Big-hearted businesses: ‘We couldn’t watch kids go hungry’
Islington cafés, restaurants and community groups serve up free half-term meals, after MPs voted to reject food vouchers
30 October, 2020 — By Calum Fraser and Helen Chapman
Nick Blakeley and Maddison Willmott dish out half-term food behind their proudly displayed ‘Free Kids Meals’ sign at Southpaw Coffee café
BUSINESSES across the borough stepped in to feed hungry children this week after MPs voted down plans to provide free school meals over the half-term holidays.
Cafés, restaurants and community groups pulled together to offer thousands of meals to families over the break, despite facing financial hardship themselves in the coronavirus crisis.
Pirathiepan Navendan, who co-owns The Sauce restaurant in Highbury Park, said that “as soon as the vote happened” in parliament last Wednesday, where a proposal to provide food vouchers until Easter 2021 was rejected, he decided to help out. He spent the weekend organising suppliers and making packed lunches of rice, baked chicken, salad and fruit.
“The minute we opened on Monday we had 40 meals out the door,” said Mr Navendan. “There’s been queues every day, with more people coming.
“We have been inundated with stories of people struggling to get by and it’s sad to see.”
A cardboard sign saying “Free Kids Meals” was put up in the window of Southpaw Coffee in Roman Way, off Caledonian Road, on Monday. The popular café aimed to ship up to 1,000 meals this week, owner Orlando James told the Tribune.
Charm and Jammell Bonaparte, busy in the kitchen at the Elthorne Pride cooking lessons event
He added: “We can’t just sit by and watch this happen. It’s amazing that small businesses have stepped in when they are one of the groups that have suffered the most over the pandemic. We’ve all been hit hard, but we value community and health over profit.”
Southpaw’s lunch packs included sandwiches, yoghurt, fruit, juice and a pot of porridge from their supplier Rise.
Councils across the country, including Islington, announced on Friday that they would be supporting footballer Marcus Rashford’s initiative, after the Manchester United and England star spearheaded a campaign for free school meals to be extended over the holiday period through food vouchers for children.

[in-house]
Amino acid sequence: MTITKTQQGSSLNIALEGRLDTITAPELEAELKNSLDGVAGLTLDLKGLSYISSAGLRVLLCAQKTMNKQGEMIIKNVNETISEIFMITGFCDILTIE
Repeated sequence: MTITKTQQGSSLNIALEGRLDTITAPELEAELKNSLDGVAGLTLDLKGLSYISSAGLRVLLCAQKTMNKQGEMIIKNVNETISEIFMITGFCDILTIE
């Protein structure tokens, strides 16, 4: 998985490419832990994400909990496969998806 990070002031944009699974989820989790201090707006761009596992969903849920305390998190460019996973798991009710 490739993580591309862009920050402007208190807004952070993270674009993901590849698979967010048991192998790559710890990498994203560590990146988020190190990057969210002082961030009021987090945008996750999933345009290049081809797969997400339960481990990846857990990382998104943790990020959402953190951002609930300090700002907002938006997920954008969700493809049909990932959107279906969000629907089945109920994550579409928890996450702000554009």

Several parents and teachers, however, told the Tribune that Islington Council’s offer could not be accessed in time this week.
Elthorne Pride chairwoman Sandi Phillips with volunteers Mia Ager Brown, 13, and Shane Drackett, 15
The Perform drama school, based in Brewery Road, King’s Cross, gave out free lunches, while the charity Elthorne Pride held outdoor cooking lessons and provided meals next to Islington Boxing Club in Hazleville Road, Upper Holloway.
Elthorne Pride chairwoman Sandi Philips said: “Over lockdown we were providing food parcels and provided online cooking lessons with Mama Gee’s kitchen.
“We had decided to do something again in the new school year, then in terms of what was happening with free school meals we wanted to move quickly to help those kids who may struggle over this period.”
Elthorne Pride are due to host another cooking class today (Friday) from 12.30pm.
Helen Ryan, headteacher at Duncombe primary school in Sussex Way, said: “At Duncombe we have really high levels of free school meals, and it’s gone up from 48 per cent of the school last year to 67 per cent this year.
Pirathiepan Navendan spent the weekend preparing for free meals to be made available for children at The Sauce in Highbury Park
“In terms of the government’s decision, I am gobsmacked they think it is OK not to feed children. The narrative of ‘feckless parents not providing for their families’ is really disturbing.
“I have parents who work full-time jobs but still need help because their wages are not enough for living in London. We are providing a foodbank once a month and we try to make it coincide with the last week of the month when I know families are struggling most.”
Speaking in the House of Commons last Wednesday, education secretary Gavin Williamson said it was right that, during an “unprecedented and unpredictable” period at the start of the pandemic, extra measures were taken, adding: “But we are in a different position now that we have welcomed all pupils back to school.
“Free school meals are and always have been about supporting children with a meal to help them when they’re at school or currently at home learning. But it is our support through Universal Credit and our comprehensive welfare system that supports families.”
Islington Council estimates that more than 8,500 children in the borough are eligible for free school meal vouchers.
Council leader Cllr Richard Watts said: “Islington Council will not let children go hungry – we are stepping in to plug the gap that’s been left by this failure of national action.
“Please get in touch with our We Are Islington service if you or someone you know is worried about accessing food over the school holidays.”
The We Are Islington helpline number is 020 7527 8222.